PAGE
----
Sergeant Eric Peterson of the CMPD said that Fred Thornton was a long time police trainer and, “If there is a lesson to be learned here, Fred would want it to get out.”
Since the investigation is continuing, the department has yet to release how the Def-Tec #25 non-reloading Model 7001 was detonated. That will be eventually forthcoming when a determination is made. Meanwhile, the loss of this Officer Fred Thornton reminds every officer that there are tasks that Law Enforcement officers do which are so regular that they may become a monotonous routine. They are meant to make us safe, but if done with one momentary lapse in concentration, they can — and too often do — end tragically.
Lesson from Fred’s Passing
If each one of these tasks is done in earnest, according to training, and with complete concentration, law enforcement can eliminate all line-of-duty deaths related to tasks. Here is a starting list:
• Equipment checks before and after SWAT call-outs
• Squad checks and all that entails, when beginning tour, ending tour and after each transport
• Weapons squad ready checks before beginning tour of duty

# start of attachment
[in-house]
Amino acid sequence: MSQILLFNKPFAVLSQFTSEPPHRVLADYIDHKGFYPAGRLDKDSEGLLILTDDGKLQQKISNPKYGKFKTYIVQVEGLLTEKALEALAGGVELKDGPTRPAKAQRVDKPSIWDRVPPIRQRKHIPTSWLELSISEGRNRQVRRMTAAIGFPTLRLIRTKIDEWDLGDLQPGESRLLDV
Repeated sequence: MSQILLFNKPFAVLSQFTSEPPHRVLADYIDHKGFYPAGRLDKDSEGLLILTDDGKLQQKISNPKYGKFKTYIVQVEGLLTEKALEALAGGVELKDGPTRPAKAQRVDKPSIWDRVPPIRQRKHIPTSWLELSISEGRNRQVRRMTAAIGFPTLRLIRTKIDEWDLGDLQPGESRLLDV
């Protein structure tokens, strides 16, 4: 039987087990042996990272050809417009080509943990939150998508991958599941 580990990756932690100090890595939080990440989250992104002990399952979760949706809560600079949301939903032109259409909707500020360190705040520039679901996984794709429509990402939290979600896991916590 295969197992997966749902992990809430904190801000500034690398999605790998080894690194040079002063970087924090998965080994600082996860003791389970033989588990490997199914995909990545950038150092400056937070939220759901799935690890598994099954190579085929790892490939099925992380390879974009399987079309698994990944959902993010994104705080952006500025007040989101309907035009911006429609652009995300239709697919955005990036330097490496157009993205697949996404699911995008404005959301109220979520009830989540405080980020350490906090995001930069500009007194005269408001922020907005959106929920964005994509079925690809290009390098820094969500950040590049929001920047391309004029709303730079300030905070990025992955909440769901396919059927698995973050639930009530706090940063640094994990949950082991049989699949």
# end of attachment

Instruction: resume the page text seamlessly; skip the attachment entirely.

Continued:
• Returning weapons to squad ready after each call
• Weapons clearance procedures on range before, after and when returning to the range
• Weapons clearance procedures for cleaning and maintenance
• Equipment triple checks before scenario training
• Returning equipment to duty ready after scenario training
• Checks of transport of and storage of any equipment pressurized or explosive
• Off-road vehicle reloading procedures
• Pre-flight checks for air patrol
• Duty belt checks before duty
• Weapon re-holstering after leaving jail, psyche wards and places requiring their removal
• Safety checks and storage of weapons in the home
That’s just to name a few — feel free to add more in comments if you think of any.
In Fred Thornton’s memory, stop before you start these checks. Take the time to visualize yourself doing the check correctly as you become totally mentally engaged in the process. Then begin.